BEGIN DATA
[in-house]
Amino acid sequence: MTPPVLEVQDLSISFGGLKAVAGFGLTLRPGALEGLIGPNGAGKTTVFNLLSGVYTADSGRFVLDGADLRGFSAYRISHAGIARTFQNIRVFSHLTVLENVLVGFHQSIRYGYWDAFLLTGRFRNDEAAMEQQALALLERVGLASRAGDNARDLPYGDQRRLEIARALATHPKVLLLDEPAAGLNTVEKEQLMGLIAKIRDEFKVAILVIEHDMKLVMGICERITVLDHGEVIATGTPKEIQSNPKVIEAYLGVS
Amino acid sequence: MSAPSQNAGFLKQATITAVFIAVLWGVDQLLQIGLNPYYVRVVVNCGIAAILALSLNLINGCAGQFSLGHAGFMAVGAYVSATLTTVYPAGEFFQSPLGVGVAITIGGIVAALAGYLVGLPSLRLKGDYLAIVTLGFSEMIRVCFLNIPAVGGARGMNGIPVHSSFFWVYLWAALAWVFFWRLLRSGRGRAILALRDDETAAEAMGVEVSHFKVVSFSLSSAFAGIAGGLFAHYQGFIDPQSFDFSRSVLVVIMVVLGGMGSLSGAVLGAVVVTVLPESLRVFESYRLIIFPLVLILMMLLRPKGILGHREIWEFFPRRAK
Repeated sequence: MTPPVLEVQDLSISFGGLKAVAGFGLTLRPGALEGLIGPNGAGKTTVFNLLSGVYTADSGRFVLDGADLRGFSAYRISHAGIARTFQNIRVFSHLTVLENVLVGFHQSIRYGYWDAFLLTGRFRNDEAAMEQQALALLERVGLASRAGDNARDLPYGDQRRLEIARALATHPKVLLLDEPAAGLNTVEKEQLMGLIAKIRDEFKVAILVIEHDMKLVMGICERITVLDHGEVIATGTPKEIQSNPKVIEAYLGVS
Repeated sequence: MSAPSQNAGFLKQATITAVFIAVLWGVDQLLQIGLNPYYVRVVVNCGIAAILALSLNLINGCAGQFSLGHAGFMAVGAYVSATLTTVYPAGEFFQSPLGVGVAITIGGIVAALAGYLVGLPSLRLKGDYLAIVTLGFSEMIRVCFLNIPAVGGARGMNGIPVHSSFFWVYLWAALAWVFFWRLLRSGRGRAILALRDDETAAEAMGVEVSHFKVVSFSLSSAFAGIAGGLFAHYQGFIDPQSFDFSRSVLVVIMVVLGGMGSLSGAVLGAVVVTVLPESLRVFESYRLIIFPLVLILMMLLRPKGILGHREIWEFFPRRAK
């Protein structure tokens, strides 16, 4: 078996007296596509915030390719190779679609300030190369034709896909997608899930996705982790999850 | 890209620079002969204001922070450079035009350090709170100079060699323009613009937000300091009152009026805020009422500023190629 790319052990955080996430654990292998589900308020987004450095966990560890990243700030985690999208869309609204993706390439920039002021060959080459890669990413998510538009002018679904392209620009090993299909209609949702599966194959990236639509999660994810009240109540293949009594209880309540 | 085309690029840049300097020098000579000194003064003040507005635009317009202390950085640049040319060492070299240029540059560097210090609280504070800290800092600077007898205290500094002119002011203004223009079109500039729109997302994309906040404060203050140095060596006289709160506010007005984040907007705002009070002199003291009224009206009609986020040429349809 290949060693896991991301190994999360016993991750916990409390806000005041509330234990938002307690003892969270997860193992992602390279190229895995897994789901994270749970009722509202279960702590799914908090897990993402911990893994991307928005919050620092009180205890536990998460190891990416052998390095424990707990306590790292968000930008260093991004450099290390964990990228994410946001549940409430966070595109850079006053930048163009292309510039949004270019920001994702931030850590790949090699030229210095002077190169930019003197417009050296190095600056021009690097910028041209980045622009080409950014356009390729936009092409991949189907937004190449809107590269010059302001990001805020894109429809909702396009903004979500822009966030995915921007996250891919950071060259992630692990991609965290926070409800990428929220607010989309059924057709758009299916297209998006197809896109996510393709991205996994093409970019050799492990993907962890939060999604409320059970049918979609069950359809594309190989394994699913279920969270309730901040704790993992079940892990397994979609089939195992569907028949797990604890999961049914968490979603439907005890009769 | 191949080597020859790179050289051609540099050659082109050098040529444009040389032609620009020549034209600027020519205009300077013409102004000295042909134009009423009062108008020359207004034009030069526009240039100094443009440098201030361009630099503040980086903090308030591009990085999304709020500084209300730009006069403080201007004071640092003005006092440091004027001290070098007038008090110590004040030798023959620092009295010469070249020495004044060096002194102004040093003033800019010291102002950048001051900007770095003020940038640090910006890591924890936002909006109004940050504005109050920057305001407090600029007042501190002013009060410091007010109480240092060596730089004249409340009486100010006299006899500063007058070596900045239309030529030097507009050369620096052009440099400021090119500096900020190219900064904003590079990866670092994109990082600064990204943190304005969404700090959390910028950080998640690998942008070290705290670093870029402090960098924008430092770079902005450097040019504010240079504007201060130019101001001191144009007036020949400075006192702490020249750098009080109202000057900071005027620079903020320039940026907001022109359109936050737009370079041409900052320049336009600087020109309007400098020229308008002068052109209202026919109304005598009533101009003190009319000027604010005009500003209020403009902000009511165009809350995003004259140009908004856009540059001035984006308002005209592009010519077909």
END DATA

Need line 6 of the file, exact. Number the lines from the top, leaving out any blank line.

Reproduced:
């Protein structure tokens, strides 16, 4: 078996007296596509915030390719190779679609300030190369034709896909997608899930996705982790999850 | 890209620079002969204001922070450079035009350090709170100079060699323009613009937000300091009152009026805020009422500023190629 790319052990955080996430654990292998589900308020987004450095966990560890990243700030985690999208869309609204993706390439920039002021060959080459890669990413998510538009002018679904392209620009090993299909209609949702599966194959990236639509999660994810009240109540293949009594209880309540 | 085309690029840049300097020098000579000194003064003040507005635009317009202390950085640049040319060492070299240029540059560097210090609280504070800290800092600077007898205290500094002119002011203004223009079109500039729109997302994309906040404060203050140095060596006289709160506010007005984040907007705002009070002199003291009224009206009609986020040429349809 290949060693896991991301190994999360016993991750916990409390806000005041509330234990938002307690003892969270997860193992992602390279190229895995897994789901994270749970009722509202279960702590799914908090897990993402911990893994991307928005919050620092009180205890536990998460190891990416052998390095424990707990306590790292968000930008260093991004450099290390964990990228994410946001549940409430966070595109850079006053930048163009292309510039949004270019920001994702931030850590790949090699030229210095002077190169930019003197417009050296190095600056021009690097910028041209980045622009080409950014356009390729936009092409991949189907937004190449809107590269010059302001990001805020894109429809909702396009903004979500822009966030995915921007996250891919950071060259992630692990991609965290926070409800990428929220607010989309059924057709758009299916297209998006197809896109996510393709991205996994093409970019050799492990993907962890939060999604409320059970049918979609069950359809594309190989394994699913279920969270309730901040704790993992079940892990397994979609089939195992569907028949797990604890999961049914968490979603439907005890009769 | 191949080597020859790179050289051609540099050659082109050098040529444009040389032609620009020549034209600027020519205009300077013409102004000295042909134009009423009062108008020359207004034009030069526009240039100094443009440098201030361009630099503040980086903090308030591009990085999304709020500084209300730009006069403080201007004071640092003005006092440091004027001290070098007038008090110590004040030798023959620092009295010469070249020495004044060096002194102004040093003033800019010291102002950048001051900007770095003020940038640090910006890591924890936002909006109004940050504005109050920057305001407090600029007042501190002013009060410091007010109480240092060596730089004249409340009486100010006299006899500063007058070596900045239309030529030097507009050369620096052009440099400021090119500096900020190219900064904003590079990866670092994109990082600064990204943190304005969404700090959390910028950080998640690998942008070290705290670093870029402090960098924008430092770079902005450097040019504010240079504007201060130019101001001191144009007036020949400075006192702490020249750098009080109202000057900071005027620079903020320039940026907001022109359109936050737009370079041409900052320049336009600087020109309007400098020229308008002068052109209202026919109304005598009533101009003190009319000027604010005009500003209020403009902000009511165009809350995003004259140009908004856009540059001035984006308002005209592009010519077909």